Regular physical examinations are important for children. Many physical, emotional and developmental changes take place during the preteen and teen years, with puberty being the most noticeable. Some diseases or medical conditions are more likely to appear during this time. Scoliosis, for example, is more likely to appear during growth spurts, according to PubMed Health. Physical exams -- also called well-child checks -- can help identify problems early so they can be treated or managed.
A physical exam or well-child visit is an opportunity for your healthcare provider to measure your child’s progress on multiple levels. Physical growth is certainly one important aspect. If your child is significantly over- or under-weight, the well-child visit provides an opportunity to discuss eating habits and nutrition. The doctor should also evaluate your child’s social skills and behavior to identify any potential problems. The child should be weighed, have her height measured and her vital signs, such as pulse and blood pressure, recorded.
The well-child check includes other aspects of developmental health in addition to the physical exam. Vision screening will identify any problems that mean your child needs classes or a prescription adjustment if she already wears glasses. A hearing test can identify hearing problems that may affect her ability to learn. Teenage girls who have started their periods may become anemic; a simple blood test can indicate whether she needs to eat more iron-rich foods.
In addition to regular physical exams, adolescents who play sports may also be required to have a pre-participation physical examination, or PPE, which is also called a sports physical. Even if your state doesn’t require a PPE, they’re a good idea, according to child development experts at the Kids Health website. The primary focus of a PPE is to determine whether a child is able to participate in one or more sports. A sports physical, however, is different from a regular well-child check, because the focus is more limited. Preteens and teens should still have a full physical once a year; your doctor may be able to combine both exams at one visit.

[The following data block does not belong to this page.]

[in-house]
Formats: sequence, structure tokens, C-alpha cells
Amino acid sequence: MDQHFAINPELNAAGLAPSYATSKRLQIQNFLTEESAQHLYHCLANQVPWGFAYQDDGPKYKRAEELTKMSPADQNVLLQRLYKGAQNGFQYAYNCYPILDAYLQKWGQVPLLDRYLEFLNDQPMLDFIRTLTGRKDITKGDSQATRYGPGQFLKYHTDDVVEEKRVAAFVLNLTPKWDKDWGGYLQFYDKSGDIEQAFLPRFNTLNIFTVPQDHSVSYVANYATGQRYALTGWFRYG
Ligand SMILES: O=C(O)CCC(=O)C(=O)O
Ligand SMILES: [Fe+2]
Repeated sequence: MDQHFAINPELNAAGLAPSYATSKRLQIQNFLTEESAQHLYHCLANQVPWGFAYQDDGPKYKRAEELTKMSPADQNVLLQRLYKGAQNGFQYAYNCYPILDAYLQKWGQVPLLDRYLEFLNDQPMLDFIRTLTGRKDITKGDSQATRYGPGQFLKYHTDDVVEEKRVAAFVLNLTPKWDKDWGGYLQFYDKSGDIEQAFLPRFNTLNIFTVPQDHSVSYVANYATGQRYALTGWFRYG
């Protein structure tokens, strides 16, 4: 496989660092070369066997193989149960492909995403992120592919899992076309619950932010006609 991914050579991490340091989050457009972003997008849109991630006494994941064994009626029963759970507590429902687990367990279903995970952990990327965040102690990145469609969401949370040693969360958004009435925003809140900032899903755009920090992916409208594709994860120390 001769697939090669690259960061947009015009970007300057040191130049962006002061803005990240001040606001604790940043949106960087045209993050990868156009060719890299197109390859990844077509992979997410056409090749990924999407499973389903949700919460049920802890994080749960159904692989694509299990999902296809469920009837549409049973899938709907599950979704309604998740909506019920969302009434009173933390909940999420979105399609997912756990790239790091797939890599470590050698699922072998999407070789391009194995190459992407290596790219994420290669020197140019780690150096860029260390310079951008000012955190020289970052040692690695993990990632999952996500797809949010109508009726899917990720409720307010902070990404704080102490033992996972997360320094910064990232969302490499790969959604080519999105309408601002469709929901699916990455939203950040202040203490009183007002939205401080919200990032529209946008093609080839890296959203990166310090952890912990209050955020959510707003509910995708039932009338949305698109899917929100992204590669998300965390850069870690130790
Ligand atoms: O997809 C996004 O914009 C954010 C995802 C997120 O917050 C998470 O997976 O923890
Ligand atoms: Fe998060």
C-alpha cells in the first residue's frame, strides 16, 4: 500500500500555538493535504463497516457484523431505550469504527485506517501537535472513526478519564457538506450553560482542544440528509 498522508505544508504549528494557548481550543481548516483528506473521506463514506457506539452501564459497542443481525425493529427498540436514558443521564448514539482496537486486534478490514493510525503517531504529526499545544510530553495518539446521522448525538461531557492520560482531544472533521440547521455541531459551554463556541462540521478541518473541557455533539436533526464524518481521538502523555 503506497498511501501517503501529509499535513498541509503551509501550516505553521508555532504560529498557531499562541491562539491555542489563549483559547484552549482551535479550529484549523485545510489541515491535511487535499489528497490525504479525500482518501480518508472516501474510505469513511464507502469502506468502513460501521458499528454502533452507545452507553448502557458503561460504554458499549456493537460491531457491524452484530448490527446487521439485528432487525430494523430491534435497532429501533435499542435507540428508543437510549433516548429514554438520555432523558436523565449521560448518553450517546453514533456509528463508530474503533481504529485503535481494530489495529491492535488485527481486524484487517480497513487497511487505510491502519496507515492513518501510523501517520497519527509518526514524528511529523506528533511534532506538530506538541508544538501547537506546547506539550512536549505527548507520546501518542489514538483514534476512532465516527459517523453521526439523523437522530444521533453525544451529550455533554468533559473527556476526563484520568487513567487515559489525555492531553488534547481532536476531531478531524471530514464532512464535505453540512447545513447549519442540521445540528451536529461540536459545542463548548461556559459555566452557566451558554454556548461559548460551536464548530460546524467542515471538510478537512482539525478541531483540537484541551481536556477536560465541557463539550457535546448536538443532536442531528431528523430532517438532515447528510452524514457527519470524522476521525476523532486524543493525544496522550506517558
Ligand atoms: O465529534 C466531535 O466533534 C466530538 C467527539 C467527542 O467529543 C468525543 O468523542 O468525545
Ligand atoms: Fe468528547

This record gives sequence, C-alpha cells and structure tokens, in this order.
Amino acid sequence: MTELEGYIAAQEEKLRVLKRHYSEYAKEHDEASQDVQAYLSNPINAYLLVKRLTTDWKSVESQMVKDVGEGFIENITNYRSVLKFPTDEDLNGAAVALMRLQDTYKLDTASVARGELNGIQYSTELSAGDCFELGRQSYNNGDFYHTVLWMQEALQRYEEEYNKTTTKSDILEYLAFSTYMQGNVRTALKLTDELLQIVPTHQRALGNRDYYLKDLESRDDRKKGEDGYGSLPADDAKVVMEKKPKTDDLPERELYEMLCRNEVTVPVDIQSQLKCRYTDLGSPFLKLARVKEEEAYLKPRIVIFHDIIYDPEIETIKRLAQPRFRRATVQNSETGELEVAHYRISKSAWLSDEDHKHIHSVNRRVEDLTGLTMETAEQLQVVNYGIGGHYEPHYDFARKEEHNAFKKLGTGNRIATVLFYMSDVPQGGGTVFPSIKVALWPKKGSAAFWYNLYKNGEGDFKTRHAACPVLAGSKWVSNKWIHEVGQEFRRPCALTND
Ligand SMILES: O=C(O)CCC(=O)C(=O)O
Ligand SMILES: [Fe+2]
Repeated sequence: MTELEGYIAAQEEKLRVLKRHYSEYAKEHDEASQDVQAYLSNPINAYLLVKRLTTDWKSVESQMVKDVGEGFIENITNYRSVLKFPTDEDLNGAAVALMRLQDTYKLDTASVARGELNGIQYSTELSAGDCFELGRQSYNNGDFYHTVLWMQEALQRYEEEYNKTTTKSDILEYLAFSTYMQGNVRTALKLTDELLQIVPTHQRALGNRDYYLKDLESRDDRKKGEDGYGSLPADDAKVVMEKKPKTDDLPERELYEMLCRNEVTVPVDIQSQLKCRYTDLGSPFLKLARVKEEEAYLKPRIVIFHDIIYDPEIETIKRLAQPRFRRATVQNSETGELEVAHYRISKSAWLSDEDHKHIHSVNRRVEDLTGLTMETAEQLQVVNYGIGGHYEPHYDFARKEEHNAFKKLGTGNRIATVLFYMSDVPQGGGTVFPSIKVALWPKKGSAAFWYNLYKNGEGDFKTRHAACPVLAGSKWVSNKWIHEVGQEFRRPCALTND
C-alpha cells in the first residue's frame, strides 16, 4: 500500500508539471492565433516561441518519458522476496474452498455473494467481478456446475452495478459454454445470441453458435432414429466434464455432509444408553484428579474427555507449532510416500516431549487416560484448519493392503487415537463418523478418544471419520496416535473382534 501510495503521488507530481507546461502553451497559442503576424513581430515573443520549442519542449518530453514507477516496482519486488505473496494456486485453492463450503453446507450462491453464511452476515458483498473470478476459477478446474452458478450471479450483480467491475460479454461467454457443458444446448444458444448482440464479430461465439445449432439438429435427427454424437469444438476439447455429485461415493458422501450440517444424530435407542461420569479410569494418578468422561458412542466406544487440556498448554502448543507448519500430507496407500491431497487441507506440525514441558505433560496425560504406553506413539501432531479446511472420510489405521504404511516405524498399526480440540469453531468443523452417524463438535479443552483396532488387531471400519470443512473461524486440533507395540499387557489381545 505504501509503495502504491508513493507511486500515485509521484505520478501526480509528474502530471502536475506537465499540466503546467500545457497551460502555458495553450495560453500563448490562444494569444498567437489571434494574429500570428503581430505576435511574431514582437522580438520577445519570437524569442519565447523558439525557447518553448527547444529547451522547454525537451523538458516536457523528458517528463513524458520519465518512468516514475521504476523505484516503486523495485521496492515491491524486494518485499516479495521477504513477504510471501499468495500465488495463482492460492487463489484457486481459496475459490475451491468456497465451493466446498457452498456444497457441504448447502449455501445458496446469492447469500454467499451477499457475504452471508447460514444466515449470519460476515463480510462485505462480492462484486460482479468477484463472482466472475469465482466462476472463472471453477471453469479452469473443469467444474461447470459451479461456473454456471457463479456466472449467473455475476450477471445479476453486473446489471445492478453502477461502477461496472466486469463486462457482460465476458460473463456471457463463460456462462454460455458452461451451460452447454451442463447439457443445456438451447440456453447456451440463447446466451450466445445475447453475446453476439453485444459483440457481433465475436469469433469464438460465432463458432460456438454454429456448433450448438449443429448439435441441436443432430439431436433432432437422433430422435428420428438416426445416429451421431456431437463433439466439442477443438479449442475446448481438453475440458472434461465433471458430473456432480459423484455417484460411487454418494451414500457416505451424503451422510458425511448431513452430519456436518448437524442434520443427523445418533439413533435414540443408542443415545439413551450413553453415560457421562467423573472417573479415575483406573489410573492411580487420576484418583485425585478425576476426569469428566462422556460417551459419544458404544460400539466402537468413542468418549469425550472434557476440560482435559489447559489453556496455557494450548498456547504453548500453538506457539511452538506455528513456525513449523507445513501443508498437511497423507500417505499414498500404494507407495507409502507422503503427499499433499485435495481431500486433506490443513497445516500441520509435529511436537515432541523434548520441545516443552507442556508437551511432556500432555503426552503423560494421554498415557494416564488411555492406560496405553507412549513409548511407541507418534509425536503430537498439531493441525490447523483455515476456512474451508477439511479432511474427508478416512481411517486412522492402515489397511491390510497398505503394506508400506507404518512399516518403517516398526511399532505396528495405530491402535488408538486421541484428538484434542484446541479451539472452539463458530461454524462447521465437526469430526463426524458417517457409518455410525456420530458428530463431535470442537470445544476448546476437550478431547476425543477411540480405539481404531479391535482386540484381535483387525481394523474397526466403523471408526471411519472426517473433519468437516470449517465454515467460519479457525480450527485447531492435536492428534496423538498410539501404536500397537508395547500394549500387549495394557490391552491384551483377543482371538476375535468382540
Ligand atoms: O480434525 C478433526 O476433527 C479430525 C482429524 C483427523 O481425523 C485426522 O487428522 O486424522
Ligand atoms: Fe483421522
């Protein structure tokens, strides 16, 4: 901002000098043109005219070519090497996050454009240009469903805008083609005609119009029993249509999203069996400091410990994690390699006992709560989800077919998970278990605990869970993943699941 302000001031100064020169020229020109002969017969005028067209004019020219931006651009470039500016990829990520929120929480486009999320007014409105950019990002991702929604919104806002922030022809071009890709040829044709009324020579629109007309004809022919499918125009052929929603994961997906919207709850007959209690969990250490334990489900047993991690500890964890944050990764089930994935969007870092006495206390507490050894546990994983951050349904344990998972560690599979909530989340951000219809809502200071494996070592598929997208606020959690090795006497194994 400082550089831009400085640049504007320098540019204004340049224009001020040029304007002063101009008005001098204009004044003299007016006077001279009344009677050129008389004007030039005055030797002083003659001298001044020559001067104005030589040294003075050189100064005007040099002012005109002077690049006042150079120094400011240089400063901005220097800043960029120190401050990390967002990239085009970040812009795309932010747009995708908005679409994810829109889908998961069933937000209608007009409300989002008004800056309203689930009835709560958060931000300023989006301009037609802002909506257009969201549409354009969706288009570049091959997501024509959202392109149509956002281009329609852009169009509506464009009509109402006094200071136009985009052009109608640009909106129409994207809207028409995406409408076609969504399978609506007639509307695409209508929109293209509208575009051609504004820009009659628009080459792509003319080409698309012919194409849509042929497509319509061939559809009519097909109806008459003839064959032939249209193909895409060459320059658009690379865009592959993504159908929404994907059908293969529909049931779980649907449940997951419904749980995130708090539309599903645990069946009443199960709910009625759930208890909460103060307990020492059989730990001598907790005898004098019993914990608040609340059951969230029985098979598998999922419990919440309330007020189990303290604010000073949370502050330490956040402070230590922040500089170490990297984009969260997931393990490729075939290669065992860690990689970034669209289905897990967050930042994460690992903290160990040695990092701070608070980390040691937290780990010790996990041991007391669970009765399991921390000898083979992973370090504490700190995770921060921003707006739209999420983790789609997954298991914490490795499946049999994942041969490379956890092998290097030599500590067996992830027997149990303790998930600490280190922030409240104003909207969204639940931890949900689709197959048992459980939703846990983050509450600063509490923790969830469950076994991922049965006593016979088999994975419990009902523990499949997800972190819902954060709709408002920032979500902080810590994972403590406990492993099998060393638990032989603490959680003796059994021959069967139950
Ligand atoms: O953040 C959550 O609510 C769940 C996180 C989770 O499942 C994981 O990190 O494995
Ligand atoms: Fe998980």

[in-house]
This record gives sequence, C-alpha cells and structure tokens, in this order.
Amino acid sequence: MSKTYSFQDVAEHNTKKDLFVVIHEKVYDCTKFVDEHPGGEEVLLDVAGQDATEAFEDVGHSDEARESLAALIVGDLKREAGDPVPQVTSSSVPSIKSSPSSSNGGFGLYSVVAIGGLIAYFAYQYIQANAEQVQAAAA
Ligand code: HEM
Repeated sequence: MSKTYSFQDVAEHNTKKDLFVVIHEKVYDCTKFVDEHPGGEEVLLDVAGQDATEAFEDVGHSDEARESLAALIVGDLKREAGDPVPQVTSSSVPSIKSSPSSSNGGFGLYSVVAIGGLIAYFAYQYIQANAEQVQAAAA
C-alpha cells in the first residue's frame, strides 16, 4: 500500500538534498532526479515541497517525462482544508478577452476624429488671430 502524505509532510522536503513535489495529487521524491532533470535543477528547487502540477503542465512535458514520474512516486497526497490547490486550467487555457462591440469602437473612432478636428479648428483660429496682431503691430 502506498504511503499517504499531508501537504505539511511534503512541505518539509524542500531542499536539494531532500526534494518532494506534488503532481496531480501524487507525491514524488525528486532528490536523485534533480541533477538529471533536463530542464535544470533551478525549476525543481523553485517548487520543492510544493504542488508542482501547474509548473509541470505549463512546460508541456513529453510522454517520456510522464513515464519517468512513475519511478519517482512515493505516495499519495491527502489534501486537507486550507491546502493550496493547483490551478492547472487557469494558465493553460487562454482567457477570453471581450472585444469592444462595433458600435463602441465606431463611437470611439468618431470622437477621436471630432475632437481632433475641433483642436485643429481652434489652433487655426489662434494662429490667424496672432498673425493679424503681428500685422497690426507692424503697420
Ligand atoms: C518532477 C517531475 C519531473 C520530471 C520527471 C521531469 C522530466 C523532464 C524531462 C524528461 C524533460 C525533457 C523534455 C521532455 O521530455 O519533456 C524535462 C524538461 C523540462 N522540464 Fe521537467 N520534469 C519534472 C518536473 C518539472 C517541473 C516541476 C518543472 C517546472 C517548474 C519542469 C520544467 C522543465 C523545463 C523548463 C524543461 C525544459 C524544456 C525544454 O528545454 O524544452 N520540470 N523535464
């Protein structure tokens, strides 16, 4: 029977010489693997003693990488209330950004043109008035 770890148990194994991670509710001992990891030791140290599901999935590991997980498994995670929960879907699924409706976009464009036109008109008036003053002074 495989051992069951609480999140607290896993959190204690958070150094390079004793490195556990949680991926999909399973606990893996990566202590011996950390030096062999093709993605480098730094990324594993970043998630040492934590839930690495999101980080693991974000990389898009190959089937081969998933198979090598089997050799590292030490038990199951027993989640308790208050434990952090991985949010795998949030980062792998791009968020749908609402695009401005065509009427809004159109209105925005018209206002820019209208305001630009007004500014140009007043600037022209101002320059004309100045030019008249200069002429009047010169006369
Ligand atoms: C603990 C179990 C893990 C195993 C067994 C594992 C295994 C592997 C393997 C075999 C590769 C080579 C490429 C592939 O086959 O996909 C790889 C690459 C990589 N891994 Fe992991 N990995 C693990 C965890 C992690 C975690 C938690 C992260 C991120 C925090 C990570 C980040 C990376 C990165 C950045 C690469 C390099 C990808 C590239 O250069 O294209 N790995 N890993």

Many physicians consider well-child exams so important that they send reminder cards or call parents to schedule these exams on a regular basis. In addition to the physical exam, a well-child check is an opportunity for parent to ask questions about their child’s health and development and for adolescents to discuss their own concerns with the doctor in private. The American Academy of Pediatrics recommends all preteens and teens have a well-child check -- including a physical exam -- a minimum of once a year.
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